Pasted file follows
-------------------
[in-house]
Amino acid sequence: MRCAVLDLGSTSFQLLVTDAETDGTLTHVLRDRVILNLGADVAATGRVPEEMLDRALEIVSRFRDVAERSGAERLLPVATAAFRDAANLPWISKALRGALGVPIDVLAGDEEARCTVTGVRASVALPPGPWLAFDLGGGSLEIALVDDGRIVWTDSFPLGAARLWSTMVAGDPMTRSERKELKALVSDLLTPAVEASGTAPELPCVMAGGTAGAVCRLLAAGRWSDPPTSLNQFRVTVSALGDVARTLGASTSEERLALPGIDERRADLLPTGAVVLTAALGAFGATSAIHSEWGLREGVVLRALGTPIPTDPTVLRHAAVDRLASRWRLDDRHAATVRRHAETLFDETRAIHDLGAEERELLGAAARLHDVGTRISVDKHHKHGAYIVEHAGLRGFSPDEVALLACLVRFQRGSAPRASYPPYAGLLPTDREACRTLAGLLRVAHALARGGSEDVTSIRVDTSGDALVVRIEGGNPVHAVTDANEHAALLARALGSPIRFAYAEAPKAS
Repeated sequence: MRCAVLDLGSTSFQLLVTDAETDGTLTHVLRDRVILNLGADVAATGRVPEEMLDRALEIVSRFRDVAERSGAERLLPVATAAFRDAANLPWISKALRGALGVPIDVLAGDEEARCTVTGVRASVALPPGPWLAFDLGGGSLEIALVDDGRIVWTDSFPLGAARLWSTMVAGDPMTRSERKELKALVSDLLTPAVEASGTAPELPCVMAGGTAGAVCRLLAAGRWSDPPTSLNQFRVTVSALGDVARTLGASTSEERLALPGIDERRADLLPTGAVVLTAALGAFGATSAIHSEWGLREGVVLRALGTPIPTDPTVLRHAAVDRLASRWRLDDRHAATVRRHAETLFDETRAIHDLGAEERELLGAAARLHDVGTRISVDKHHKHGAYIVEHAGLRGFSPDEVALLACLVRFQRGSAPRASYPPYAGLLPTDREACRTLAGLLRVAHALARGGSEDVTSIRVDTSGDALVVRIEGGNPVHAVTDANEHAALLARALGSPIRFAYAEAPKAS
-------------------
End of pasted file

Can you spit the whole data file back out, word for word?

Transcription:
[in-house]
Amino acid sequence: MRCAVLDLGSTSFQLLVTDAETDGTLTHVLRDRVILNLGADVAATGRVPEEMLDRALEIVSRFRDVAERSGAERLLPVATAAFRDAANLPWISKALRGALGVPIDVLAGDEEARCTVTGVRASVALPPGPWLAFDLGGGSLEIALVDDGRIVWTDSFPLGAARLWSTMVAGDPMTRSERKELKALVSDLLTPAVEASGTAPELPCVMAGGTAGAVCRLLAAGRWSDPPTSLNQFRVTVSALGDVARTLGASTSEERLALPGIDERRADLLPTGAVVLTAALGAFGATSAIHSEWGLREGVVLRALGTPIPTDPTVLRHAAVDRLASRWRLDDRHAATVRRHAETLFDETRAIHDLGAEERELLGAAARLHDVGTRISVDKHHKHGAYIVEHAGLRGFSPDEVALLACLVRFQRGSAPRASYPPYAGLLPTDREACRTLAGLLRVAHALARGGSEDVTSIRVDTSGDALVVRIEGGNPVHAVTDANEHAALLARALGSPIRFAYAEAPKAS
Repeated sequence: MRCAVLDLGSTSFQLLVTDAETDGTLTHVLRDRVILNLGADVAATGRVPEEMLDRALEIVSRFRDVAERSGAERLLPVATAAFRDAANLPWISKALRGALGVPIDVLAGDEEARCTVTGVRASVALPPGPWLAFDLGGGSLEIALVDDGRIVWTDSFPLGAARLWSTMVAGDPMTRSERKELKALVSDLLTPAVEASGTAPELPCVMAGGTAGAVCRLLAAGRWSDPPTSLNQFRVTVSALGDVARTLGASTSEERLALPGIDERRADLLPTGAVVLTAALGAFGATSAIHSEWGLREGVVLRALGTPIPTDPTVLRHAAVDRLASRWRLDDRHAATVRRHAETLFDETRAIHDLGAEERELLGAAARLHDVGTRISVDKHHKHGAYIVEHAGLRGFSPDEVALLACLVRFQRGSAPRASYPPYAGLLPTDREACRTLAGLLRVAHALARGGSEDVTSIRVDTSGDALVVRIEGGNPVHAVTDANEHAALLARALGSPIRFAYAEAPKAS